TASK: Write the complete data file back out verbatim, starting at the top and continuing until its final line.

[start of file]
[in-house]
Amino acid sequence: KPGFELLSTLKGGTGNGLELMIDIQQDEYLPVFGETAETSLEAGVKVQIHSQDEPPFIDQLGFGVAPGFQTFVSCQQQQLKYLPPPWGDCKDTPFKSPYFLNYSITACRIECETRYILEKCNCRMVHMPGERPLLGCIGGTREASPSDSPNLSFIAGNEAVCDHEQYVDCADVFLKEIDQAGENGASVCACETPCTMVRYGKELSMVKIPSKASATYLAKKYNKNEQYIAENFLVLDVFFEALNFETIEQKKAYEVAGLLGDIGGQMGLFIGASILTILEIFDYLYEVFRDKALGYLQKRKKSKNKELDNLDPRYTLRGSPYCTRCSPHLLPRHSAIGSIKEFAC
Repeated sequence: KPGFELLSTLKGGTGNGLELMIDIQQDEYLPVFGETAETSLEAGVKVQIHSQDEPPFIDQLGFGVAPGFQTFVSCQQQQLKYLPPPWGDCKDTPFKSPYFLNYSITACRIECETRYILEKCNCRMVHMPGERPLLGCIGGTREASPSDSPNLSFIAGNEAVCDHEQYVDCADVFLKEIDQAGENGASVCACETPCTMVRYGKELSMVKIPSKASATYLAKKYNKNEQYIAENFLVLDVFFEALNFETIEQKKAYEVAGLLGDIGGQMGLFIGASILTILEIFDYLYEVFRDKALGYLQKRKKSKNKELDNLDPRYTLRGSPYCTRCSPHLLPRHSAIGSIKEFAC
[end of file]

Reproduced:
[in-house]
Amino acid sequence: KPGFELLSTLKGGTGNGLELMIDIQQDEYLPVFGETAETSLEAGVKVQIHSQDEPPFIDQLGFGVAPGFQTFVSCQQQQLKYLPPPWGDCKDTPFKSPYFLNYSITACRIECETRYILEKCNCRMVHMPGERPLLGCIGGTREASPSDSPNLSFIAGNEAVCDHEQYVDCADVFLKEIDQAGENGASVCACETPCTMVRYGKELSMVKIPSKASATYLAKKYNKNEQYIAENFLVLDVFFEALNFETIEQKKAYEVAGLLGDIGGQMGLFIGASILTILEIFDYLYEVFRDKALGYLQKRKKSKNKELDNLDPRYTLRGSPYCTRCSPHLLPRHSAIGSIKEFAC
Repeated sequence: KPGFELLSTLKGGTGNGLELMIDIQQDEYLPVFGETAETSLEAGVKVQIHSQDEPPFIDQLGFGVAPGFQTFVSCQQQQLKYLPPPWGDCKDTPFKSPYFLNYSITACRIECETRYILEKCNCRMVHMPGERPLLGCIGGTREASPSDSPNLSFIAGNEAVCDHEQYVDCADVFLKEIDQAGENGASVCACETPCTMVRYGKELSMVKIPSKASATYLAKKYNKNEQYIAENFLVLDVFFEALNFETIEQKKAYEVAGLLGDIGGQMGLFIGASILTILEIFDYLYEVFRDKALGYLQKRKKSKNKELDNLDPRYTLRGSPYCTRCSPHLLPRHSAIGSIKEFAC